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Immersive visual tech and mannequin to provide proper health training

Credit: ABC Radio Brisbane/Jessica Hinchliffe

A new facility will allow staff from an aeromedical organisation to be dropped into the Australian outback all from a small training room in the city, thanks to new video technology and a high-fidelity mannequin.

As reported, the A$ 100,000 centre is the first of its kind in the country to be used for health care. It will allow skills and team scenarios to be played out by staff as though they were on the ground in far-flung locations.

It is equipped with audio and immersive visual technology along with Mary, a life-like mannequin with eyes and pupils that move and blink and can be altered to show signs of an overdose or head injury.

Since most staff would spend time in an outback environment, it was important to allow them to experience the surrounds in a safe learning environment.

It is also pretty exciting to be able to change the scenarios quite drastically, but also as important is to be able to reflect the settings for the clinicians.

The centre allowed people to think and act in an environment that was as realistic as what they would experience thanks to 360-degree video footage.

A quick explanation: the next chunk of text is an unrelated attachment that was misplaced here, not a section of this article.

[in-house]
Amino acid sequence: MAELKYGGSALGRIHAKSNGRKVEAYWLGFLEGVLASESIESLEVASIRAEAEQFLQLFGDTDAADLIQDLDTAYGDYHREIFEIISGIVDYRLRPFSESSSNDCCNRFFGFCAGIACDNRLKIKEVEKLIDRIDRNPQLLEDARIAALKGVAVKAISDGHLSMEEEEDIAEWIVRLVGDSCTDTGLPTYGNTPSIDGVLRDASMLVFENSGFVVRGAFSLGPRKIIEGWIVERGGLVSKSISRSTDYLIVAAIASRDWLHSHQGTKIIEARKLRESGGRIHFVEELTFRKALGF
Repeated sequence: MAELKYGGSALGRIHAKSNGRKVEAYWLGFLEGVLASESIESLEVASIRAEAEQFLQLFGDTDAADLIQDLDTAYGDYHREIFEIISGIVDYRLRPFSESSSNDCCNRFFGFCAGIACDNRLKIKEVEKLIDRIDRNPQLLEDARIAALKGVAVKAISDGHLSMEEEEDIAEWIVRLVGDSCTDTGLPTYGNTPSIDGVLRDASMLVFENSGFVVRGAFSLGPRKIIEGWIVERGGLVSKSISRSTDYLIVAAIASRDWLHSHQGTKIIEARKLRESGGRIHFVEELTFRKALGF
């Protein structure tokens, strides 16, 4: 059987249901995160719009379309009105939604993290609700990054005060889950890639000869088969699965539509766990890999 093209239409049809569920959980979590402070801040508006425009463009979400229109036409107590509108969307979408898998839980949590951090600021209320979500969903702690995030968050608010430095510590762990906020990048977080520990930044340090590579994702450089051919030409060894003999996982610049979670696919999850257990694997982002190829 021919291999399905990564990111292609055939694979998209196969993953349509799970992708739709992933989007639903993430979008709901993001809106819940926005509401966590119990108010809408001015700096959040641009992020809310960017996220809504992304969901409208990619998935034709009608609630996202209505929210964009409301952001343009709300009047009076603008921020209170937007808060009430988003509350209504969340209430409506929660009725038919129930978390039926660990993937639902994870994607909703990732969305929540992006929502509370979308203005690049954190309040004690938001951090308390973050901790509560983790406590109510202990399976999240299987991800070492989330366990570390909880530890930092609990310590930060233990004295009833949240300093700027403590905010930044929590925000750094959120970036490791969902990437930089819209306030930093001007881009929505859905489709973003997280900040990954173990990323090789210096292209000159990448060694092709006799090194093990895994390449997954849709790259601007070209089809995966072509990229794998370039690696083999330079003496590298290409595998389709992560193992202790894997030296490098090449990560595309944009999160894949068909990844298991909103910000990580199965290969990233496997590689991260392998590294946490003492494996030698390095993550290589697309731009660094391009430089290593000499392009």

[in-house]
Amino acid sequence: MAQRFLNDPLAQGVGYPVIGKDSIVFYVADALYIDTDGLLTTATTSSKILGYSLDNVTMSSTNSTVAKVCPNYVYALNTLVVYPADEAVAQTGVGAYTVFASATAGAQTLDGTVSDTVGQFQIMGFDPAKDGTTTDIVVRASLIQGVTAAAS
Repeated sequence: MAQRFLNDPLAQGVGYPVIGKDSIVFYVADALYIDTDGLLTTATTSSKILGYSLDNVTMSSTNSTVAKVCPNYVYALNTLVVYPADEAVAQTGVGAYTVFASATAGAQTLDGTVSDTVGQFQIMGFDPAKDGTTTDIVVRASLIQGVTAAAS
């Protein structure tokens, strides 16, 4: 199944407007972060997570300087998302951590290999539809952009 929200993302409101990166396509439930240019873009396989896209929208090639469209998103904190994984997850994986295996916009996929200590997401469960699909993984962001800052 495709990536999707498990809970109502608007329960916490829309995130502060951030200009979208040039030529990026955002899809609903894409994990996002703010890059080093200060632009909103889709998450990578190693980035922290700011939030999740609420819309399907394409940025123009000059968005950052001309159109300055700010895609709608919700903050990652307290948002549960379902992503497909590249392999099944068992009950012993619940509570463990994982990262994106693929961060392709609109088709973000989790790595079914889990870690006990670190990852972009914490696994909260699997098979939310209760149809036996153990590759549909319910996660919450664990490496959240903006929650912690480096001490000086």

It is about bringing teams together in an immersive environment and making them critically think through the situation.

The beauty of the immersive video technology is that a number of scenarios can be created.

Besides the many life-like features Mary was equipped with, the ability to converse with a mannequin patient was what set the technology apart from other training resources.

When performing patient assessments, the psychological safety for the patient is so important. Giving that calm instruction and being able to have a conversation to get the best outcomes for the patient are keys.

Plus, it has a heart, lung and multiple pulse points, which gives the staff the ability to place cannulas.

Mary also has a tongue that can be depressed as well as hard teeth to enable clinicians to practise CPR and incubations along with moving lungs.

Clinicians who undertake the training will begin in a room watching a short video outlining the scenario, before a voice from the roof will direct them to the immersion area.

The clinicians will be taken on a journey with the patients as well as be given working outcomes.

The simulation environment is important because technology can be used to add sound effects of wind, rain and thunder and place them in that location.

Educators observe behind one-way glass and guide the simulation with an ability to talk through the mannequin and add sound effects.

The mannequin’s vitals can be monitored via a smartphone or tablet.

The technology really is that realistic for when they are in the room, they are thinking about scene safety and looking for dangers and looking at the patient.

The facility would ensure the quality of health care provided by the organisation in the future.

It will make the workforce safer and more confident in their practice. It will also strengthen the chain of survival and the care delivered to patients, thereby saving more lives.

The organisation hopes to create videos that reflect each of its bases throughout Queensland before rolling out the technology model to other locations.

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